After once again spending time with victims of yet another outbreak of foodborne disease who are advocating for justice for themselves and family members, I thought again why prosecutors seem so reluctant to charge those who poison us with food. As I have said far too often, in nearly two decades of representing families impacted in foodborne outbreaks large and small, criminal prosecutions of those who poison us are rare. It is not because the laws do not exist.
Congress passed the Federal Food, Drug, and Cosmetic Act in 1938 in reaction to growing public safety demands. The primary goal of the Act was to protect the health and safety of the public by preventing deleterious, adulterated or misbranded articles from entering interstate commerce. Under section 402(a)(4) of the Act, a food product is deemed “adulterated” if the food was “prepared, packed, or held under insanitary conditions whereby it may have become contaminated with filth, or whereby it may have been rendered injurious to health.” A food product is also considered “adulterated” if it bears or contains any poisonous or deleterious substance, which may render it injurious to health. The 1938 Act, and the recently signed Food Safety Modernization Act, stand today as the primary means by which the federal government enforces food safety standards.
Chapter III of the Act addresses prohibited acts, subjecting violators to both civil and criminal liability. Provisions for criminal sanctions are clear:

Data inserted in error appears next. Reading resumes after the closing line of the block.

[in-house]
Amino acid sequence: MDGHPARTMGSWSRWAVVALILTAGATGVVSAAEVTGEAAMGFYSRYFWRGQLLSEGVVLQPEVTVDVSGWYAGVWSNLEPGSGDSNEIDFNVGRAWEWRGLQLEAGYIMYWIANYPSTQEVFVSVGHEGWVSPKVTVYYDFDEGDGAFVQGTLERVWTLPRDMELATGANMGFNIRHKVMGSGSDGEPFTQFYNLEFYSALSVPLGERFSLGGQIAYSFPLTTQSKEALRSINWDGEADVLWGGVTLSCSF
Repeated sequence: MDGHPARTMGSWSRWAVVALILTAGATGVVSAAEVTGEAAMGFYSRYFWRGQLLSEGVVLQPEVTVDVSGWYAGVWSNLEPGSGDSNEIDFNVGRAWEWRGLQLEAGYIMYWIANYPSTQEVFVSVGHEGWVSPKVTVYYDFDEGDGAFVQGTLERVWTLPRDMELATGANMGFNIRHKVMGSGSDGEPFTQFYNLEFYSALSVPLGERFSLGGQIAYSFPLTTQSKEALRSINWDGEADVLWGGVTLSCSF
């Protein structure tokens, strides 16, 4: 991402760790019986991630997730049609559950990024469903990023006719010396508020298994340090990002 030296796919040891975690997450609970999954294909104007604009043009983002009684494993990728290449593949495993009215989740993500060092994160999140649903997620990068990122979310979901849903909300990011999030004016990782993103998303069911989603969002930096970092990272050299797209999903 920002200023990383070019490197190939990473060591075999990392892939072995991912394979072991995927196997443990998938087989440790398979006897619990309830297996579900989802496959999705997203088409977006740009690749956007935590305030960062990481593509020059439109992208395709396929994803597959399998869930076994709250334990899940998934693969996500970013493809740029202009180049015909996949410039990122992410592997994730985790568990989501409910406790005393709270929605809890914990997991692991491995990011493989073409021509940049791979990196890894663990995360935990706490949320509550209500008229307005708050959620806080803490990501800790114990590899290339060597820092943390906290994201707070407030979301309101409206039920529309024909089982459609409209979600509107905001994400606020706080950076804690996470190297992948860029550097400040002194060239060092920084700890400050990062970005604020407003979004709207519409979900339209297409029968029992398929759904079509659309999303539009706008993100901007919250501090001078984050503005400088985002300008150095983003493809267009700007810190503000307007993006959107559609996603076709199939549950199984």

Felony violations include adulterating or misbranding a food, drug, or device, and putting an adulterated or misbranded food, drug, or device into interstate commerce. Any person who commits a prohibited act violates the FDCA. A person committing a prohibited act “with the intent to defraud or mislead” is guilty of a felony punishable by not more than three years or fined not more than $10,000 or both.
A misdemeanor conviction under the FDCA, unlike a felony conviction, does not require proof of fraudulent intent, or even of knowing or willful conduct. Rather, a person may be convicted if he or she held a position of responsibility or authority in a firm such that the person could have prevented the violation. Convictions under the misdemeanor provisions are punishable by not more than one year or fined not more than $1,000, or both.
The legal jargon aside, if you are a producer of food and knowingly or not sell adulterated food, you can (and should) face fines and jail time.